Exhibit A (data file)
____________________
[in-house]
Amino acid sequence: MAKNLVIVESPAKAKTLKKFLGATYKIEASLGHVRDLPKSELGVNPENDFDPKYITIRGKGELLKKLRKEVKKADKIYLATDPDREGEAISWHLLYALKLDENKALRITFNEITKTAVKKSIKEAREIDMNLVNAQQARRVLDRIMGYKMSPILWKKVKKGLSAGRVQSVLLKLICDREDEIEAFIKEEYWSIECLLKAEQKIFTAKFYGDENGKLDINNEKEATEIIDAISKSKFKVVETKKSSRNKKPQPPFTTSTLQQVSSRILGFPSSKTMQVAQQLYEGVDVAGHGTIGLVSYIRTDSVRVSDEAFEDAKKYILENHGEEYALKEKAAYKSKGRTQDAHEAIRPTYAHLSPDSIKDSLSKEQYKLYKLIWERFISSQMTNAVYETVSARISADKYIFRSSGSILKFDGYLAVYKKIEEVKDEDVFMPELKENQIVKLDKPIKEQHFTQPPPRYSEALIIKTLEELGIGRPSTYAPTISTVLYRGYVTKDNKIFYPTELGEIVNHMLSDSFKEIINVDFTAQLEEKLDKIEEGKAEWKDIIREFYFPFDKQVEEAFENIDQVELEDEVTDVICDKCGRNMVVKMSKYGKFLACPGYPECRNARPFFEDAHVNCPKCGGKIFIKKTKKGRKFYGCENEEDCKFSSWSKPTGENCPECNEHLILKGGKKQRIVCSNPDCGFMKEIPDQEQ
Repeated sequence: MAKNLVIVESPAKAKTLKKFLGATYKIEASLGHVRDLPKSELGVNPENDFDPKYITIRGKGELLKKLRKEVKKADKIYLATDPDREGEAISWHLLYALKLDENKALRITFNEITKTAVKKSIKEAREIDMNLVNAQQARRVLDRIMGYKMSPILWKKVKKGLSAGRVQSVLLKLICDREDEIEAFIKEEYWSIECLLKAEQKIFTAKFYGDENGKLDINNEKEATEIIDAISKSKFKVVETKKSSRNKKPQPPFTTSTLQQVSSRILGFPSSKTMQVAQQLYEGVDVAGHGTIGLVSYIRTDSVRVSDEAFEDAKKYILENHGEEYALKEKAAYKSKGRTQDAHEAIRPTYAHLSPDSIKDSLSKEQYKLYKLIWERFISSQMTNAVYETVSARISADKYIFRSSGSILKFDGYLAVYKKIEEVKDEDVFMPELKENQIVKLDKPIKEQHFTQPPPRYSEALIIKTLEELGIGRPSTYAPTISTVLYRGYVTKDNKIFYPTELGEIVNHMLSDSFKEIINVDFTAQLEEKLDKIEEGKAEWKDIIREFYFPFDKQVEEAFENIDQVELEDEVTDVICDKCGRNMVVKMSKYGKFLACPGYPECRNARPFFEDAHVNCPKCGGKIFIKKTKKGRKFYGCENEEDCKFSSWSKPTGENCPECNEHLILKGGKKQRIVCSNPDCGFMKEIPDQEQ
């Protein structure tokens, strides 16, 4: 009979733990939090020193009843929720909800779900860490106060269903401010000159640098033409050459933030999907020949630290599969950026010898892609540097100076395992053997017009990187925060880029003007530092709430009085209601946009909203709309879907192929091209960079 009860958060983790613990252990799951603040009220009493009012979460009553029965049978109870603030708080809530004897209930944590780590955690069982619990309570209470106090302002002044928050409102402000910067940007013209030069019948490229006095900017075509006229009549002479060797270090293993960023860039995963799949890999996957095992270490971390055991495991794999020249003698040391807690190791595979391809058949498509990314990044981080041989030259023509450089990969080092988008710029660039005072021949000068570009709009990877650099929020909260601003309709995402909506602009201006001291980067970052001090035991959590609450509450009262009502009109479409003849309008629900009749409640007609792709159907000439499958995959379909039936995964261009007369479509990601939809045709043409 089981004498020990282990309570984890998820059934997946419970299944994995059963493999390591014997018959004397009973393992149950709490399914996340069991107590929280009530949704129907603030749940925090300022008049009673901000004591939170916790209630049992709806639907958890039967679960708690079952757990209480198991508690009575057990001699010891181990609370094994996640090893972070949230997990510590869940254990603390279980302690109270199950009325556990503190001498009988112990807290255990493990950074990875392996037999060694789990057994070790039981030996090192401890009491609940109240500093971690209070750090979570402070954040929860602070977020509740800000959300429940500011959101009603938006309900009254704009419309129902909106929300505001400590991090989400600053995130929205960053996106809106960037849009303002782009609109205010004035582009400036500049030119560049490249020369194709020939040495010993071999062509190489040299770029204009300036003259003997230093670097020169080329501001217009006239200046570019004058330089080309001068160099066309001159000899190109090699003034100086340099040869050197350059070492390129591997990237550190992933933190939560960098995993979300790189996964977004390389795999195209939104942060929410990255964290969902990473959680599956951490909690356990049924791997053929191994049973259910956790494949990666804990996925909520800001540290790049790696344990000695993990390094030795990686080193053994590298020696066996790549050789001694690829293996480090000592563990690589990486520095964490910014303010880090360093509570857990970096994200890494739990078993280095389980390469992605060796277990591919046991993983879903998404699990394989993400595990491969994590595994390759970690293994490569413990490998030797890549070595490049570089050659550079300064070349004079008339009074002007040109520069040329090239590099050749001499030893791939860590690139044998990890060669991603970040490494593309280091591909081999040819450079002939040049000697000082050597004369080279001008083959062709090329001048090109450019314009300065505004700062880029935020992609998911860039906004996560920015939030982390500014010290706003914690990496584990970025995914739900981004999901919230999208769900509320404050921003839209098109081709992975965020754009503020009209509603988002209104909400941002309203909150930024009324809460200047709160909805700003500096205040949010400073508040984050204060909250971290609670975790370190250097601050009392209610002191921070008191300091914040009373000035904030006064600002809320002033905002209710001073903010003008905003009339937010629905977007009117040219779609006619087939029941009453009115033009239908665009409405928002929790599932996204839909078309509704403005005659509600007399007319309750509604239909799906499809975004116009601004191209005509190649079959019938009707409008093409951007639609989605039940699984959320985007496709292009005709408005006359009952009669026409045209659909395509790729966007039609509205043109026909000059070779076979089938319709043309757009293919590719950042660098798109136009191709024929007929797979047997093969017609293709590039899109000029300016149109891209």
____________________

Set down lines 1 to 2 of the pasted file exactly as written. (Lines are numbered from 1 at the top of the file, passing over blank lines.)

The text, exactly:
[in-house]
Amino acid sequence: MAKNLVIVESPAKAKTLKKFLGATYKIEASLGHVRDLPKSELGVNPENDFDPKYITIRGKGELLKKLRKEVKKADKIYLATDPDREGEAISWHLLYALKLDENKALRITFNEITKTAVKKSIKEAREIDMNLVNAQQARRVLDRIMGYKMSPILWKKVKKGLSAGRVQSVLLKLICDREDEIEAFIKEEYWSIECLLKAEQKIFTAKFYGDENGKLDINNEKEATEIIDAISKSKFKVVETKKSSRNKKPQPPFTTSTLQQVSSRILGFPSSKTMQVAQQLYEGVDVAGHGTIGLVSYIRTDSVRVSDEAFEDAKKYILENHGEEYALKEKAAYKSKGRTQDAHEAIRPTYAHLSPDSIKDSLSKEQYKLYKLIWERFISSQMTNAVYETVSARISADKYIFRSSGSILKFDGYLAVYKKIEEVKDEDVFMPELKENQIVKLDKPIKEQHFTQPPPRYSEALIIKTLEELGIGRPSTYAPTISTVLYRGYVTKDNKIFYPTELGEIVNHMLSDSFKEIINVDFTAQLEEKLDKIEEGKAEWKDIIREFYFPFDKQVEEAFENIDQVELEDEVTDVICDKCGRNMVVKMSKYGKFLACPGYPECRNARPFFEDAHVNCPKCGGKIFIKKTKKGRKFYGCENEEDCKFSSWSKPTGENCPECNEHLILKGGKKQRIVCSNPDCGFMKEIPDQEQ